A basic understanding of the inverter functions and operations will be important for the community.  Basic training on the operation and maintenance of the inverter and other balance of system components will be provided, along with troubleshooting for future.  A System Manual will also be assembled for each system.  This will include electrical schematics of the system, along with installation and operations manuals for the various system components. 

The water distribution system for the communities is based on gravity-fed supply lines from a large storage and distribution tank situated in the hillside above the community. By situating the distribution tank at a higher elevation than the homes in the community, gravity is used to create water pressure instead of pressure tanks or some other mechanical means.  The distribution tank also allows for water access 24 hours a day, or as long as the tank contains water.

Downstream from the distribution tank, where water enters the individual homes, water meters are installed.  Each home with water service has a water meter and an account with the community Water Board.  Water consumption is measured and monthly bills are tallied accordingly.  This creates an income stream for the communities for future maintenance (pump or controller replacement, tank rebuild, etc.).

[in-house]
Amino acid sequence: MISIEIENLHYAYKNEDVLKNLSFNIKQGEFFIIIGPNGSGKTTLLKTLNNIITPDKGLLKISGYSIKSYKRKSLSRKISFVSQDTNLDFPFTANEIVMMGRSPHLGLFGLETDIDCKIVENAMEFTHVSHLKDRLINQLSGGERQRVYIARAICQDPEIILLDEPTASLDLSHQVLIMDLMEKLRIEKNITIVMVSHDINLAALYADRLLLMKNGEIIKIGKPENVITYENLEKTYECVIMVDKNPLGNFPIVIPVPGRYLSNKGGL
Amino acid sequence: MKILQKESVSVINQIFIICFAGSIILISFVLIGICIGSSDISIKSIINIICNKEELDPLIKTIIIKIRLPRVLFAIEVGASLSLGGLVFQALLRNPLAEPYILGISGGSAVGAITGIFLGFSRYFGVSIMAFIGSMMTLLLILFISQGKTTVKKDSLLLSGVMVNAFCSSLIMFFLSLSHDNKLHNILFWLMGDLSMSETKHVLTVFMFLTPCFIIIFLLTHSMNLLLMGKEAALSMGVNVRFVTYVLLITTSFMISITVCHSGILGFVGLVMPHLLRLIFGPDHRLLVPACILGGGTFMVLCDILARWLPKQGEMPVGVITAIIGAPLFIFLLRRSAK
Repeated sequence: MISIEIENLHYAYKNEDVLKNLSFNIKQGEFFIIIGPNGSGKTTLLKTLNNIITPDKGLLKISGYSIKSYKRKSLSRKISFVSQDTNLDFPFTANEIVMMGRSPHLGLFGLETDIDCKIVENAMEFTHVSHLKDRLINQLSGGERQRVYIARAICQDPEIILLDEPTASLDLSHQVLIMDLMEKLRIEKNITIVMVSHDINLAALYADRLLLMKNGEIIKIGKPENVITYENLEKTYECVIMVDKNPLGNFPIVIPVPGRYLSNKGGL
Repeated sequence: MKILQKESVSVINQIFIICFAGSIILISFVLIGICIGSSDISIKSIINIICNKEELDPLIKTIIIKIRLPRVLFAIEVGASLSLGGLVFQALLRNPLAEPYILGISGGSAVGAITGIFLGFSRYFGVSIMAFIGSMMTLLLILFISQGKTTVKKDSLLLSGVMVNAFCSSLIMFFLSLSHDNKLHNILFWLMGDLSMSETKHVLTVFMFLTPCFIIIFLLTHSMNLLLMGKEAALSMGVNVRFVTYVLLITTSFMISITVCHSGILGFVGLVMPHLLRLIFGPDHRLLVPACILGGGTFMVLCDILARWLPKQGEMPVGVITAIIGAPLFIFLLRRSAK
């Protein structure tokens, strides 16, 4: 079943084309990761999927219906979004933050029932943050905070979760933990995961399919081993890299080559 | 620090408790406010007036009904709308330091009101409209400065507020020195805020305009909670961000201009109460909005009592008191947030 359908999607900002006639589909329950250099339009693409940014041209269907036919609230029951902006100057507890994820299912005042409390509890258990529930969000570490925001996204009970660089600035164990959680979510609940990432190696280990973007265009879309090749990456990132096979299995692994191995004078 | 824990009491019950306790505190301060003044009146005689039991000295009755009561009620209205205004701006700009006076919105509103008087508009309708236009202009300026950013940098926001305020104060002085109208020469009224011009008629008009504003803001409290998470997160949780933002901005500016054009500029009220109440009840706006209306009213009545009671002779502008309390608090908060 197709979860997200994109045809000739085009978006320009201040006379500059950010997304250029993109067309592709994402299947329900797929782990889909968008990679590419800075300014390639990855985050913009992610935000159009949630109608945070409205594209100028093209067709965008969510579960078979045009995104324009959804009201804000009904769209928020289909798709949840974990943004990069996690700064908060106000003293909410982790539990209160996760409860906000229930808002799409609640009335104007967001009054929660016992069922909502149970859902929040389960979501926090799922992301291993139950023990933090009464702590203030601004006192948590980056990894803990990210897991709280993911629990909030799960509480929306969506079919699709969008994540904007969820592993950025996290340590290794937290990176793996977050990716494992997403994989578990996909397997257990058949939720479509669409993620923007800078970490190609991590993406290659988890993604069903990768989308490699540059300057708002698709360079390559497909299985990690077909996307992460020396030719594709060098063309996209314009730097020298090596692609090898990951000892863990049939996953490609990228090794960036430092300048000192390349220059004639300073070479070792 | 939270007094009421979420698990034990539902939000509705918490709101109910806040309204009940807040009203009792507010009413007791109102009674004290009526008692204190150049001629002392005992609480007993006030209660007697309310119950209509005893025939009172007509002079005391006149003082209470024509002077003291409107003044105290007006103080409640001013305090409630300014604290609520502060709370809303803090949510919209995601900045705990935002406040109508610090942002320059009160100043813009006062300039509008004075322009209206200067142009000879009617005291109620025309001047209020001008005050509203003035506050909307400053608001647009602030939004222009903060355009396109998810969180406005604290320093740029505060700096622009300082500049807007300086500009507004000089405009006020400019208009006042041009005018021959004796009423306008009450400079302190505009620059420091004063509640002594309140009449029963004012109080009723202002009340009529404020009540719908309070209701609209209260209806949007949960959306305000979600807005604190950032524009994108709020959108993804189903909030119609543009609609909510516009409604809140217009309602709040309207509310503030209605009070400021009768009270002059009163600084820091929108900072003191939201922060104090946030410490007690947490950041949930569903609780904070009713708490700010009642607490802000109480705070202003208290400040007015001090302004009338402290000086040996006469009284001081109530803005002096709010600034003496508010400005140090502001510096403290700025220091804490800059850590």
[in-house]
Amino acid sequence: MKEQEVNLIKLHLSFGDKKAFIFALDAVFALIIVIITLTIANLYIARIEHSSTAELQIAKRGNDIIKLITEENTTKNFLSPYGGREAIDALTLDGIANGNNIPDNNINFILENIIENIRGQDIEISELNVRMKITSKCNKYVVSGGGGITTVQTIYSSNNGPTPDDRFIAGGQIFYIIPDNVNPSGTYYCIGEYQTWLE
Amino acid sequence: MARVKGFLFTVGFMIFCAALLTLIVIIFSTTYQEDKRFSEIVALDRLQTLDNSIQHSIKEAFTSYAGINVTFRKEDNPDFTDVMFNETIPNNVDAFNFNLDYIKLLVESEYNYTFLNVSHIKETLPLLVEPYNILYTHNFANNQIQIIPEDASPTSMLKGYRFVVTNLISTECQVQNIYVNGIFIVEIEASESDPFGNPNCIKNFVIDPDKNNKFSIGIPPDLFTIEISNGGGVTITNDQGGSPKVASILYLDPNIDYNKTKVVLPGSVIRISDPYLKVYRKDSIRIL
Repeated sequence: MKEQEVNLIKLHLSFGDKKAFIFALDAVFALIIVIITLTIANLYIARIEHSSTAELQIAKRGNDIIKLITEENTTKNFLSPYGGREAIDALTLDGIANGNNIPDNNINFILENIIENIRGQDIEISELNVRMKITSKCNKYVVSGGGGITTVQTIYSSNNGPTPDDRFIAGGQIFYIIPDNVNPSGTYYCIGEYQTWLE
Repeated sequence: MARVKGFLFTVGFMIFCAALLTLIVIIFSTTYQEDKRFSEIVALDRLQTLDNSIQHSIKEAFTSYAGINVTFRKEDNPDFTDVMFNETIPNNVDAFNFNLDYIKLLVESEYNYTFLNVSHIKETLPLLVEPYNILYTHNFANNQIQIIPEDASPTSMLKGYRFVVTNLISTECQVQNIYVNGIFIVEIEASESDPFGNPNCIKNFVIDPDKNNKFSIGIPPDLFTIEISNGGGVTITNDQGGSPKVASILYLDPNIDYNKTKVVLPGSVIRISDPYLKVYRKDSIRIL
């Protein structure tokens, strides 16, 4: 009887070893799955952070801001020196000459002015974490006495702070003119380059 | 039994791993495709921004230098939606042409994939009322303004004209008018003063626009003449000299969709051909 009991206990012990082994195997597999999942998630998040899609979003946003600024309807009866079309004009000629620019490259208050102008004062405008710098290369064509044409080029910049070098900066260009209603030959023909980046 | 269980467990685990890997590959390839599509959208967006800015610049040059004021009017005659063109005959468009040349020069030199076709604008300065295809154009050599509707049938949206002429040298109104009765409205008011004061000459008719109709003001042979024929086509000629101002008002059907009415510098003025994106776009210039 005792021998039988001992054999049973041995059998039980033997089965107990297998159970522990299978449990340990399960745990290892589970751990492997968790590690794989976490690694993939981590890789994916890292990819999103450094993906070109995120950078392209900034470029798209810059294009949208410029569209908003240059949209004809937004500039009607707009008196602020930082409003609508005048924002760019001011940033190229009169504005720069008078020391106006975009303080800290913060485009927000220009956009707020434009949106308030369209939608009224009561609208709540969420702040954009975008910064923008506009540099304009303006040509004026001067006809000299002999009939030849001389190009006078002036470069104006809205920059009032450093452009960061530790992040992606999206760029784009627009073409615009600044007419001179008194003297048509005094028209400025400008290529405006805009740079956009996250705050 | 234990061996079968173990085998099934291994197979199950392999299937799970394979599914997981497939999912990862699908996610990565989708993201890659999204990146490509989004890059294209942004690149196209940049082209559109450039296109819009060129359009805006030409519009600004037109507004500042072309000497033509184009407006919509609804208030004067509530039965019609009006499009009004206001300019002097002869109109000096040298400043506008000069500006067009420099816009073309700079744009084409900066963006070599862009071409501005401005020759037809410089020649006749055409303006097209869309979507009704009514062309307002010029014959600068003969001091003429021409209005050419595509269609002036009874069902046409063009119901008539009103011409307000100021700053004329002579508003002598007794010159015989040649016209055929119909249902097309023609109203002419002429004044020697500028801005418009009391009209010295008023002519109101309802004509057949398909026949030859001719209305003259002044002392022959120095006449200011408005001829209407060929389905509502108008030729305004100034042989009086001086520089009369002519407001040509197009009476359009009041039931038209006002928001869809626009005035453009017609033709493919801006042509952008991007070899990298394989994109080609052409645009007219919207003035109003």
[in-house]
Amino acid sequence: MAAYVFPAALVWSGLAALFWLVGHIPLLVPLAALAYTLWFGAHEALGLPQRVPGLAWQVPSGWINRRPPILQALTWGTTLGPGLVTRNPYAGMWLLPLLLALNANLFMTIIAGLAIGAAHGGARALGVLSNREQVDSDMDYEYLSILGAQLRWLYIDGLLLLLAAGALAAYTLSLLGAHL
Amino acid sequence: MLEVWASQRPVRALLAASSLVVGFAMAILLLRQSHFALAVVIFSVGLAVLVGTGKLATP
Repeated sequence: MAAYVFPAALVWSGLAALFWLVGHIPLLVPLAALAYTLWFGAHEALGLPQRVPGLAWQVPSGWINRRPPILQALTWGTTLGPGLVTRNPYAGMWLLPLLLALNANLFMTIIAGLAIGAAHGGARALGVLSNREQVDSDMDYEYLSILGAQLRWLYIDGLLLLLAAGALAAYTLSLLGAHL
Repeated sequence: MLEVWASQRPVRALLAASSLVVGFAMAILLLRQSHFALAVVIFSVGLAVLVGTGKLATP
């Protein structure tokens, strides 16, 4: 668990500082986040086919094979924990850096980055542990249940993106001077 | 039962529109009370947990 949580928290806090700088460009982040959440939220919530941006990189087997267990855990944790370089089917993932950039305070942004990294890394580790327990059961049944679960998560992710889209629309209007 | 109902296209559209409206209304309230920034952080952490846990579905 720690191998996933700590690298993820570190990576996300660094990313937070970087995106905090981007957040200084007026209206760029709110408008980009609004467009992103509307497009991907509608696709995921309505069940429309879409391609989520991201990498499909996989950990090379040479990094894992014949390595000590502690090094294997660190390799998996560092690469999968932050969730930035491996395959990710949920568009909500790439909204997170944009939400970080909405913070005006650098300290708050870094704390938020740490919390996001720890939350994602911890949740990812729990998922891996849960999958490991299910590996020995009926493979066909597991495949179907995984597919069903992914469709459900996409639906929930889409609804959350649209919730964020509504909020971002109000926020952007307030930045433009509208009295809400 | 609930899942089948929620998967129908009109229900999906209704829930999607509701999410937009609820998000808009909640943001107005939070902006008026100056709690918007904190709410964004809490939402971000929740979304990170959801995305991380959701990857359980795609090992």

Even though the cost of solar panels has come down significantly in the past decade, solar water pumping applications still have a higher upfront cost than other options.  However, in the long term, solar is generally less expensive.  This is because solar has zero ongoing fuel costs.  Sunshine is free!  Once the infrastructure is in place, the system can operate with minimal maintenance, and the associated costs, for many years.

In addition, utility power creates a dependence of the community on the utility company, as well as a monthly electric bill.  There is the potential of significant monthly savings by implementing a solar powered pumping system.  

Solar panels are generally warrantied for 25 years, with a service life of 30 years or more, so replacement is only necessary in the case of damage.  Capitation, pumping, and distribution tanks will have similar, multi-decade lifespans.  Therefore, long term plans and savings should be put in place to address this need in the future.  Pumps and controllers have shorter usable lifespans, generally 5-10 years.  Part of the income from the monthly bills, paid by individual households, is put into a savings account so that money is on hand to replace these components at the end of their usable life.

Engineering can become complex very quickly.  Fortunately, on a small scale, solar power is easy to understand and design, and is applicable for anyone with basic electrical knowledge or a willingness to learn.  Solar water pumping’s main components include a pump to move the water, solar panels to power the pump, and a controller/inverter to interact between the two.  For a smaller project, DC voltage from the solar panels power a DC pump with a basic DC-to-DC controller monitoring voltage and providing on/off switching capability.